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Spanish Words You Can’t Translate to English

girl thinking Ever find yourself short of words? You might be interested in learning a few Spanish words that can't translate to English Photo by KoolShooters on Pexels

How many words are in the English dictionary? Their estimated number is 171, 456.

With the exception of a few recently coined terms and some obsolete words, you can basically say whatever you want with any of these words. As a matter of fact, the more concise the words, the better.

We are doing pretty much the same thing right now. But what if we are unable to find the words we are looking for?

It is in this way that new words are created, ladies and gentlemen. Perhaps the words you are looking for in the other languages. It’s only a matter of knowing where to look.

We will begin our quest to find the right words by examining the unique Spanish words available that do not have an English equivalent.

Empalagar

Do you sometimes feel sick after eating too many sweets? Do you feel nauseated even after one bite? Empalagar is the same feeling you experience when you consume too much sugar.

People with a low tolerance for sweets tend to experience this. They start feeling dizzy and nauseated when they go over their limit.

The term can also be used when referring to a couple who are too affectionate to each other. It makes you cringe when you see them, doesn’t it? That’s empalagar in a nutshell.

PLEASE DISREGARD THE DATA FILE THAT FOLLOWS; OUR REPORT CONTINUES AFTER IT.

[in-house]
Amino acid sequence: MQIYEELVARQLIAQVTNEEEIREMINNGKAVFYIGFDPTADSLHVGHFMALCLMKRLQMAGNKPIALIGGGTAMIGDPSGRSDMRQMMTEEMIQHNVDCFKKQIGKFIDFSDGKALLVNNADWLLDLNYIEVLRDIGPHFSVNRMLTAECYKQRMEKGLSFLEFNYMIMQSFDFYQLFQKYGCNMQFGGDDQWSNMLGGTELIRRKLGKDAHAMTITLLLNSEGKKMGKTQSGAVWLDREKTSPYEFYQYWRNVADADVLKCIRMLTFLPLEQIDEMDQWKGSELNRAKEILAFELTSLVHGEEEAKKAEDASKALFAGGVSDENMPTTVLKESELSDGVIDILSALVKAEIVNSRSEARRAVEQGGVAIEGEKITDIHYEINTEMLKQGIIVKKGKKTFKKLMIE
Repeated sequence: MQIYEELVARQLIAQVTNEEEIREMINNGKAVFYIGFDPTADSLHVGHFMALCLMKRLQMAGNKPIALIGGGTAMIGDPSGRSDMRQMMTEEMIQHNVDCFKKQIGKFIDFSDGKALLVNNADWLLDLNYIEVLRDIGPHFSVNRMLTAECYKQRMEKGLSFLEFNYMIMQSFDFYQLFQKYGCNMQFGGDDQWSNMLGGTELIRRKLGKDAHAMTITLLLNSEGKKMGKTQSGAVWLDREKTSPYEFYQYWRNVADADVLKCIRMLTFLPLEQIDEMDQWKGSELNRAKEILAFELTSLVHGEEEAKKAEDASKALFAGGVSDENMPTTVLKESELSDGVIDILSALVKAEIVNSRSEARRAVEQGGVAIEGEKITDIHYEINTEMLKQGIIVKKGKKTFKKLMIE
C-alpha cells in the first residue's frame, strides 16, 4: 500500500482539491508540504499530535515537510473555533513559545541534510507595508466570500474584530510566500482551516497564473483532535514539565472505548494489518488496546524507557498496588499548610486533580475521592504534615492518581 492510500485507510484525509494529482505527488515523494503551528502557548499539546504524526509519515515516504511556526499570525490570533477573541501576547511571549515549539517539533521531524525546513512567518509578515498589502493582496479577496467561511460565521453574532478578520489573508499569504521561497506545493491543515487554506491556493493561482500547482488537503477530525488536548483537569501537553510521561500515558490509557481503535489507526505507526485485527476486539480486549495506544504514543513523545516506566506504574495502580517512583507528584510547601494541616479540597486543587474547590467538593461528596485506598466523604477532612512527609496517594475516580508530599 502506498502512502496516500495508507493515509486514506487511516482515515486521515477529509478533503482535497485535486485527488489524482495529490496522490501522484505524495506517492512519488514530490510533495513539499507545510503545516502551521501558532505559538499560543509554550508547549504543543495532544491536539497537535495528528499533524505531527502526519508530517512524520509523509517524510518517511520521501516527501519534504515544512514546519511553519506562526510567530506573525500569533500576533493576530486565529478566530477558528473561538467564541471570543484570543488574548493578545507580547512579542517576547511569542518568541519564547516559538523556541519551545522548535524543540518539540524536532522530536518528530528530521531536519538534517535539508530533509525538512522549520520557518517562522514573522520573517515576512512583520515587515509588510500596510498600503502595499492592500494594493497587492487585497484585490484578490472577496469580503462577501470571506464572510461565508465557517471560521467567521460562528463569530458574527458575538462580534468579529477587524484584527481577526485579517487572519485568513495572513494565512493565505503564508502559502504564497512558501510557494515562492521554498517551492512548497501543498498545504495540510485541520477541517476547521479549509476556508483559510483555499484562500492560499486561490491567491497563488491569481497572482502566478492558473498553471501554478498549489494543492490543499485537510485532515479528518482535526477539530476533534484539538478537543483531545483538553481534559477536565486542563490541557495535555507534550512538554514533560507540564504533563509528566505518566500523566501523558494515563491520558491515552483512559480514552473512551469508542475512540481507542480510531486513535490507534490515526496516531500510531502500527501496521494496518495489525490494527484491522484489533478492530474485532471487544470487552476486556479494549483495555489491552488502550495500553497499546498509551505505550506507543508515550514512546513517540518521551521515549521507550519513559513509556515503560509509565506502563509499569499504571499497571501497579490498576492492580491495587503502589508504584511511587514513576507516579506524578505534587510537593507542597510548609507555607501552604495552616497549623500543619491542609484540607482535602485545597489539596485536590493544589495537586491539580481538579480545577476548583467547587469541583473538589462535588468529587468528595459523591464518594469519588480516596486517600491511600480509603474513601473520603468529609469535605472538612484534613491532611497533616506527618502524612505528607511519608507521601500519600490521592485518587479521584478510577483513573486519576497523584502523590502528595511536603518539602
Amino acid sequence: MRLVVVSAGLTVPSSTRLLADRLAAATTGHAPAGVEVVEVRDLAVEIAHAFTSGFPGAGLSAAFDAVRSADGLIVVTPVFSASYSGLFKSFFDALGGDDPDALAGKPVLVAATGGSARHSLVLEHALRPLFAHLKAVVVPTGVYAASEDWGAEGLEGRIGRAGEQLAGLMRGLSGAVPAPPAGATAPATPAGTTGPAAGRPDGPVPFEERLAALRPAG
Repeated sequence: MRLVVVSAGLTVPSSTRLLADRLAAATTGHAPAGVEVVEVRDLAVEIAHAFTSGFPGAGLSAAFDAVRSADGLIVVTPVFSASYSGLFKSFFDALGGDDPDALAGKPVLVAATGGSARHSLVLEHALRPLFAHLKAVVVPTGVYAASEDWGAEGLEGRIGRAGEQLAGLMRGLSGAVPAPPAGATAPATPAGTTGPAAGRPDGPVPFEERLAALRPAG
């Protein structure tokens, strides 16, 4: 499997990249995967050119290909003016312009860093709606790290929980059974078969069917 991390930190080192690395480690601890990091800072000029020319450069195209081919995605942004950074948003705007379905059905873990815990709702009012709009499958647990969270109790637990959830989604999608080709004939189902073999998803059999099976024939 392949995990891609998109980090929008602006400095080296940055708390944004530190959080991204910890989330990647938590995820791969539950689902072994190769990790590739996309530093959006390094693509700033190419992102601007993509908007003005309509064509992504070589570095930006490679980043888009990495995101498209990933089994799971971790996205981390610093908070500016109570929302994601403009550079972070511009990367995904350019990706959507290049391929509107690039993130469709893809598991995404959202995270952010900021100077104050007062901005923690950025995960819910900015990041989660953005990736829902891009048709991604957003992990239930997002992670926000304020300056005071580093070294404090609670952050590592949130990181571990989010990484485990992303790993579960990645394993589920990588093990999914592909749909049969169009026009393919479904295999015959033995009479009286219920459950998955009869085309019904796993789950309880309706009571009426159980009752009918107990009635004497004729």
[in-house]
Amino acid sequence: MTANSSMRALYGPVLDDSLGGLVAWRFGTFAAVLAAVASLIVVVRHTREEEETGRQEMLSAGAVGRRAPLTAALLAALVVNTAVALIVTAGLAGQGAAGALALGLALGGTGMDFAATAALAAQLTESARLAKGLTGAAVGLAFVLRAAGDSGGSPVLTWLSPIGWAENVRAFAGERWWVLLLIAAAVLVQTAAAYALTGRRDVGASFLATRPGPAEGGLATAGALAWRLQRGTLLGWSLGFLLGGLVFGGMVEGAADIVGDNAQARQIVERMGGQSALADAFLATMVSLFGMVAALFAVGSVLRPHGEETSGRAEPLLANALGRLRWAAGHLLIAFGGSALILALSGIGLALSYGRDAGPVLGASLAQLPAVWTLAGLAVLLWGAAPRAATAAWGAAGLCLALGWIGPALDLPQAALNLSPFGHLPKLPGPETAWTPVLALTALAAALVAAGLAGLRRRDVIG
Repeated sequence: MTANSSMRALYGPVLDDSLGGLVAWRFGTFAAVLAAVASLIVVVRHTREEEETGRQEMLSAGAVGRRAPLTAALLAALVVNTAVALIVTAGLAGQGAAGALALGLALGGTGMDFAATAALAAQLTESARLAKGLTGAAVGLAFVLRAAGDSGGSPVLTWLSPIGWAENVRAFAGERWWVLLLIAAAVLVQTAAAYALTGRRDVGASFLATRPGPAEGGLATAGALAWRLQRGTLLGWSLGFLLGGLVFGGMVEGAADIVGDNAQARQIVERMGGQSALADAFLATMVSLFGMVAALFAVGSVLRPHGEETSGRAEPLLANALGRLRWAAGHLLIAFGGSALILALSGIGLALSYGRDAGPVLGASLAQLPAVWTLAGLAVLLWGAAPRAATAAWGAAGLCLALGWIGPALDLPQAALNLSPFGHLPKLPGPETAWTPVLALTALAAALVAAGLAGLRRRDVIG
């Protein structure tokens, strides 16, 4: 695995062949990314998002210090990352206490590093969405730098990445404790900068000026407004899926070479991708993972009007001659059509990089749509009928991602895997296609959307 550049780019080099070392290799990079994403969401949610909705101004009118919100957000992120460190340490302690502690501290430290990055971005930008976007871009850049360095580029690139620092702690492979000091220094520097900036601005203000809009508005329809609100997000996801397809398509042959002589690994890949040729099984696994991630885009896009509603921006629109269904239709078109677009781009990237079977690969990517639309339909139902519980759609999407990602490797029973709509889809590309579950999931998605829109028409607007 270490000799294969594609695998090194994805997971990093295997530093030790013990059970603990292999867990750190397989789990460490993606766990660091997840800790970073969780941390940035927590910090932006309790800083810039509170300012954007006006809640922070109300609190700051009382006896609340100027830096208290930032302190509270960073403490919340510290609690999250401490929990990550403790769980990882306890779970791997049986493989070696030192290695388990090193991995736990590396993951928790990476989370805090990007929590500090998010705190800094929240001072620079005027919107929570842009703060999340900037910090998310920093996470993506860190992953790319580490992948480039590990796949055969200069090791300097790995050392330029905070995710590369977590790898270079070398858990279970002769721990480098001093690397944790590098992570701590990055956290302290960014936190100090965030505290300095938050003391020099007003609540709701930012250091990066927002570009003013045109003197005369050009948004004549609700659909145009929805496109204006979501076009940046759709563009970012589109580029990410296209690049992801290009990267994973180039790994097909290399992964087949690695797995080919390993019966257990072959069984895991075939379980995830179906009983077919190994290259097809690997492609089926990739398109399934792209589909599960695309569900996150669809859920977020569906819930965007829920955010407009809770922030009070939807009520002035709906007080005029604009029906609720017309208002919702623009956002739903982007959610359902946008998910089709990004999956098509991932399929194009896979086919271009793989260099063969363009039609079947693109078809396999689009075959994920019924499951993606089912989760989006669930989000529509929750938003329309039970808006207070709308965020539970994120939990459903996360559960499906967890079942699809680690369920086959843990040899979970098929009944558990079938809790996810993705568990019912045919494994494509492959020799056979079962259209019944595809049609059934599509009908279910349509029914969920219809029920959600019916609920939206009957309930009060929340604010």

Chapuza

The word chapuza is used to refer to something that was crudely crafted.

So, if you’re thinking about giving a present to a loved one, be sure it’s not a chapuza. You don’t want to hear that term said out loud.

Soler

This is what you refer to as your daily routine. Things like tying your shoes, pocketing your keys, and checking your phone are all examples.

It’s a force of habit that you can’t break because you’ve done it so many times.

Antier

This is a shortened version of “the day before yesterday.”

I heard you returned from Cancun a while back. When did you return?” “I got back antier,”

Desvelado

A word like this can be understood in many different ways, so it doesn’t have a set definition. To put it in simplest terms:

You had a hard time sleeping, so you move around like a zombie the next day.

That’s what Desvelado is all about. The term is like insomnia and sleep deprivation combined into one.

Estrenar

woman holding clothes In English, you can simply say “Oh I bought a new dress, I can’t wait to wear it.” But in Spanish, you can simply call it estrenar. Photo by Liza Summer on Pexels

Have you ever waited for a limited edition item? You were glad to get one for yourself, weren’t you? You couldn’t wait until you get to use it.

Those feelings you’re experiencing are called estrenar. It occurs when you use or wear something for the very first time.

Aturdir

The word aturdir describes the moment you are frozen in shock when hearing terrible news. Your vision tunnels into nothing and it’s like you’re paralyzed,

Because you are literally frozen to the spot.

Friolento/Friolero

You may have a friend who is always wrapped up in a blanket or jacket. That’s exactly what a Friolento is.